Case 3: 13 year old boy presenting with steroidresponsible opsoclonus-myoclonus syndrome. No I-123 MIBG tracer uptake could be detected in scintigraphy after the administration of 108 mBq I-123-mIBG (a). WB-MRI revealed a paravertebral right-sided retroperitoneal mass (white arrow) at the level of T11 to L1 with hyperintensity in T2 weighted sequences (b, axial T2w and c, coronal) and contrast enhancement in the post-contrast T1 weighted sequence after intravenous injection of 7 ml gadolinium compound (d, native T1 weighted sequence and E, post-contrast T1 weighted sequence). L = liver, S = spleen

Discussion and conclusions

OMS is a rare pediatric disease, which poses significant challenge to the caregiving physicians. We report on three patients who presented with OMS due to an underlying neuroblastic tumor. In all cases, abdominal ultrasound and I-123-mIBG scintigraphy were unremarkable while WB-MRI identified small, but characteristic lesions consistent with neuroblastic masses. While routine diagnostic work-up does not comprise additional imaging procedures, conclusive WB-MRI was performed due to persistent clinical suspicion, which highlights the valuable role of WB-MRI in the detection of occult neuroblastic tumors in patients with OMS.

Due to its very high sensitivity and specificity derived from previous research, mIBG scintigraphy is a robust and well-established screening modality for the detection of primary tumor site as well as lymph node involvement and metastases in pediatric patients with suspected neuroblastic tumor [9,10,11,12,13]. Specifically, in a large Cochrane Database review including 11 studies, Bleeker et al. reported a sensitivity of I-123-mIBG scintigraphy ranging from 68 to 100% in patients with histologically proven neuroblastoma [9]. However, there is also evidence of false-positive results and 10% of neuroblastomas are associated with a negative mIBG uptake [9, 11, 16]. The false-negative results of I-123-mIBG scintigraphy in our cases cannot be fully explained. The relative small tumor size as well as missing receptor-uptake of the lesions, for example in non-secreting low grade neuroblastoma may be potential causes [9, 11, 16, 17]. In addition, due to the physiological mIBG uptake of the adrenal glands, the detection of tumor lesions located close to the kidney and adrenal glands might be significantly limited. Reuland et al. found that 99 m-Tc-Anti-GD2 immunoscintigraphy might be a useful addition for diagnosis of new tumor lesions superior to I-123-mIBG scintigraphy in high grade neuroblastoma due to an earlier uptake of neuroblastoma lesions compared to I-123-mIBG scintigraphy [18]. However, negative 99 m-Tc-Anti-GD2 immunoscintigraphy in our case #3 may be explained by present low-grade neuroblastic tumor genesis, resulting in a delayed detection of neuroblastic tumor.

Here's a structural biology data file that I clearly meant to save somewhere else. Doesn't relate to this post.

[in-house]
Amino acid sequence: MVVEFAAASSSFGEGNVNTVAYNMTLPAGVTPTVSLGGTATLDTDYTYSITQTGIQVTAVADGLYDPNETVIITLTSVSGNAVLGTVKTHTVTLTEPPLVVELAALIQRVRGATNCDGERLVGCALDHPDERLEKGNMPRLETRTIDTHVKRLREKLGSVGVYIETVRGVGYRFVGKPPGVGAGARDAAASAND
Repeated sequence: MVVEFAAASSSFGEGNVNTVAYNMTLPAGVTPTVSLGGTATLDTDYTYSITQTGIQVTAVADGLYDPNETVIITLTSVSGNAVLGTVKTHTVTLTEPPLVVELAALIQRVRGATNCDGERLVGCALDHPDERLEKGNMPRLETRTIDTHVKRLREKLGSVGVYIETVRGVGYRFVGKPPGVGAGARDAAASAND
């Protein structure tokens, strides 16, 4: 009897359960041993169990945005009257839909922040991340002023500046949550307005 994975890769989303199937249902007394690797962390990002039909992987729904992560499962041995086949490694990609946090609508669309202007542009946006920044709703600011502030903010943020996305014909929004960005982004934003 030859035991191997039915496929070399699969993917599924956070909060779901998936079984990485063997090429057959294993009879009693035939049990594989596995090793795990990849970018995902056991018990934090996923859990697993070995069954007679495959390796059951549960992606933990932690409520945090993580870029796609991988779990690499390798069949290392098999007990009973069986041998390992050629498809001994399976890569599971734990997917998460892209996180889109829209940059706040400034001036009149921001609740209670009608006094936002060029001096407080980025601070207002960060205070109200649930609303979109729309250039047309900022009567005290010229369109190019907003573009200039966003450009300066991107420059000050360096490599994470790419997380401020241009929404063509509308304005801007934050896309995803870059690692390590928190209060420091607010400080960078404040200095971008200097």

In contrast, regarding the manifestation of OMS as a paraneoplastic symptom of possibly underlying neuroblastic tumor, recent studies found cross sectional imaging by CT or MRI to be promising and sensitive tools in the setting of detecting the primary tumor site [14, 15, 19]. As such, MRI has been classified as equal to I-123-mIBG scintigraphy, which remains the mandatory imaging modality in the primary tumor imaging workup in neuroblastoma [20]. However, the major drawbacks of I-123-mIBG scintigraphy are the extensive procedure, limited spatial resolution as well as the radiation exposure accompanied by the intravenous injection of radioactive I-123, which is additionally associated with size and administered activity of the lesion [21].